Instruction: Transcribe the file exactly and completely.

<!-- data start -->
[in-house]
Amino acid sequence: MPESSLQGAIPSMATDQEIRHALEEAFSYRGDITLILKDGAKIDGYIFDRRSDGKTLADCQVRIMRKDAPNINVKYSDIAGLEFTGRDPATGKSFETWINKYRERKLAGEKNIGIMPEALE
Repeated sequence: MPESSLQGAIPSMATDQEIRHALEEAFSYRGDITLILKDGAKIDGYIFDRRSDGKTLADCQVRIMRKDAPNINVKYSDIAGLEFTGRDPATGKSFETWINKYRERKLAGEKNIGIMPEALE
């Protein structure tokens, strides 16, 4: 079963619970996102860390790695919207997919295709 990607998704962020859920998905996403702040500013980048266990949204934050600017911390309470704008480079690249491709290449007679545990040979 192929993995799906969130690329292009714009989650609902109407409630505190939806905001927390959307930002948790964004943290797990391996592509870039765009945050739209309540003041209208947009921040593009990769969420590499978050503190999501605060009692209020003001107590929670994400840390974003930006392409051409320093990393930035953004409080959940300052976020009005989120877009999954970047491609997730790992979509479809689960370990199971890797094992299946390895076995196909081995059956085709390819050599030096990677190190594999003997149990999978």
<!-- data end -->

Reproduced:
[in-house]
Amino acid sequence: MPESSLQGAIPSMATDQEIRHALEEAFSYRGDITLILKDGAKIDGYIFDRRSDGKTLADCQVRIMRKDAPNINVKYSDIAGLEFTGRDPATGKSFETWINKYRERKLAGEKNIGIMPEALE
Repeated sequence: MPESSLQGAIPSMATDQEIRHALEEAFSYRGDITLILKDGAKIDGYIFDRRSDGKTLADCQVRIMRKDAPNINVKYSDIAGLEFTGRDPATGKSFETWINKYRERKLAGEKNIGIMPEALE
């Protein structure tokens, strides 16, 4: 079963619970996102860390790695919207997919295709 990607998704962020859920998905996403702040500013980048266990949204934050600017911390309470704008480079690249491709290449007679545990040979 192929993995799906969130690329292009714009989650609902109407409630505190939806905001927390959307930002948790964004943290797990391996592509870039765009945050739209309540003041209208947009921040593009990769969420590499978050503190999501605060009692209020003001107590929670994400840390974003930006392409051409320093990393930035953004409080959940300052976020009005989120877009999954970047491609997730790992979509479809689960370990199971890797094992299946390895076995196909081995059956085709390819050599030096990677190190594999003997149990999978």